Preserving the Original Sound

In the last forty years, we have worked on a wide variety of instruments, from tiny chamber barrel organs with as few as 14 pipes, to vast fairground organs containing almost a thousand pipes in all shapes and sizes.  We have also restored clockwork and weight-driven barrel pianos and orchestrions, as well as larger barrel and roll-playing (piano) orchestrions. (Click images to enlarge).

New saxophones A 57 key Gavioli organ required a complete new rank of saxophone pipes to replace the original set which had been removed from the organ years before.  The new pipes were made to Gavioli dimensions and provided with turned wooden boots, just like the originals. They are seen here without any external finish. 

New sax This photograph shows two of the reed assemblies in further detail. Note the high quality materials used, and the very high standard of manufacture.

Thorough and careful recording of pipe scales, chest designs and dimensions, actions and other components by Russell Wattam during past restorations often enables missing parts to be authentically duplicated on other similar instruments where these parts are missing or damaged.  This does not merely extend to the physical dimensions but also the very substance of an organ, the sound.  This intangible element cannot be measured and reproduced without the fine ear of an experienced pipe voicer.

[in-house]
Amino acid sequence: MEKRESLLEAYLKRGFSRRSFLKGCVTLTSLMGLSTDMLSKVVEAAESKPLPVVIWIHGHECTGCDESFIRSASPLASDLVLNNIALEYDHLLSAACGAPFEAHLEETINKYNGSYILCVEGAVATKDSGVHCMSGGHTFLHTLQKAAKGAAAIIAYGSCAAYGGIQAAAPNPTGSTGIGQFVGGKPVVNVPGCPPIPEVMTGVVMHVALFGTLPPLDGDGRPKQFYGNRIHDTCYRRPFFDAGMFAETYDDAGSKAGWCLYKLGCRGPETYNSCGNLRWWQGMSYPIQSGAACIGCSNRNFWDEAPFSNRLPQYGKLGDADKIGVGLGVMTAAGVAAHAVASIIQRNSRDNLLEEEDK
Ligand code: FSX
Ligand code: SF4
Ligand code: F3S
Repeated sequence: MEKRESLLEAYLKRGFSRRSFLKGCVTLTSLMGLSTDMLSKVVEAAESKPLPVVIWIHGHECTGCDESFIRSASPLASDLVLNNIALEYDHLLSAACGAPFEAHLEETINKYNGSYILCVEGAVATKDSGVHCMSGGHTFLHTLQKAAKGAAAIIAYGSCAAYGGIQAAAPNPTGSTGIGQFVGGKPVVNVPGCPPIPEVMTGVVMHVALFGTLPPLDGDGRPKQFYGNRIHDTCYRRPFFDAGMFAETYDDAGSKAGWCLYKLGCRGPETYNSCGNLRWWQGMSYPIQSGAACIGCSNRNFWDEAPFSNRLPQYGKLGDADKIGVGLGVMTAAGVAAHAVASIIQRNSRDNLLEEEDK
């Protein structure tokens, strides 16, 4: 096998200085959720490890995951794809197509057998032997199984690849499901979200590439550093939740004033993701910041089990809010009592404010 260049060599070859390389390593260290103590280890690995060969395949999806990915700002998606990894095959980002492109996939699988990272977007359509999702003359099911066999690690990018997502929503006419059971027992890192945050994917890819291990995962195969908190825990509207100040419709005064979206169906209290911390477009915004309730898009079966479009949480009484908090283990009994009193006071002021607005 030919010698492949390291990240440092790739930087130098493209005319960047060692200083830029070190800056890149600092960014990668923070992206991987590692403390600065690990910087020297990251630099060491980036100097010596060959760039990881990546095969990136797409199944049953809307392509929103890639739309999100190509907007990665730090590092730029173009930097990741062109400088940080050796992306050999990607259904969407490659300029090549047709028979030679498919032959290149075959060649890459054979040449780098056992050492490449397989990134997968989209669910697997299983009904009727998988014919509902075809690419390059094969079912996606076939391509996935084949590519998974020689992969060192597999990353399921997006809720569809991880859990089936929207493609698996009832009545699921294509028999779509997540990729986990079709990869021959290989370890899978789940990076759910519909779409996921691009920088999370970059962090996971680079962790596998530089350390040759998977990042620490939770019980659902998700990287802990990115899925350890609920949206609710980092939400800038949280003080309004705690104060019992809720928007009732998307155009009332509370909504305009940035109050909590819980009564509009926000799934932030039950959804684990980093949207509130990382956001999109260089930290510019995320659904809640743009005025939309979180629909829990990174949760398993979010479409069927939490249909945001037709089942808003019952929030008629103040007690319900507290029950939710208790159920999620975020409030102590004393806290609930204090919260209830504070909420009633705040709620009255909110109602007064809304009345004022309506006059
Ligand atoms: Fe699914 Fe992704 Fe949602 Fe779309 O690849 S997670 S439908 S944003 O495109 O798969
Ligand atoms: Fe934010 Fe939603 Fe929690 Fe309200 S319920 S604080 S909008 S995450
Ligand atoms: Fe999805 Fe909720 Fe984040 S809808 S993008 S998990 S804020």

Detail - reed assemblyA closer look at the reed assembly of one of the replacement Gavioli saxophone pipes. Note the turned wooden block, leathered shallot and carefully made and curved brass reed (or tongue.) Correct scaling and accurate manufacture both contribute to tuning stability.

In restoring old pipework, it is very easy to lose the original sound by careless work, incorrect wind pressures and wrong pitch.  Our goal is to try to retain as far as is possible the original sound given to the organ by its original builder.  Thus a Limonaire should not sound like a Gavioli organ, a Marenghi not like a Mortier and so on.  This often involves making new pipes to the original scale, requiring the preparation of drawings and sometimes the sourcing of specific authentic materials.

Ruth 36

When an American organ company converted a model 36 Ruth organ to their own roll-playing system, they also removed all the pipes which were no longer required in the organ. We were commissioned to restore the organ and make it play on its original scale again, which necessitated replacing all the missing pipes. This photograph shows the pipes located beneath the floor of the organ case which were newly-made to the original dimensions.

Photo courtesy of Keith Pritchett

The photograph above shows the front side of the same organ, and shows the new pipes required to restore it to its original specification, including five new trumpets.  All the new pipework was made exactly as the originals and voiced so that it is impossible to differentiate between the original and the new.  This work was carried out for a client in the United States and transformed the organ from an instrument playing on an unsuitable scale to one playing as the original makers intended, thereby reaching its full musical potential. (The photograph is used by courtesy of Keith Pritchett. © W. K. Pritchett).

Some restorers offer good, new pipework at a competitive price, but made to suit almost all applications. Naturally such pipework can be semi-mass produced, being always the same, and can be sold at a significantly lower price, but will not sound quite like the originals did.

We like to think that the extra cost of our new custom pipework is well justified when the result is heard in the finished organ.

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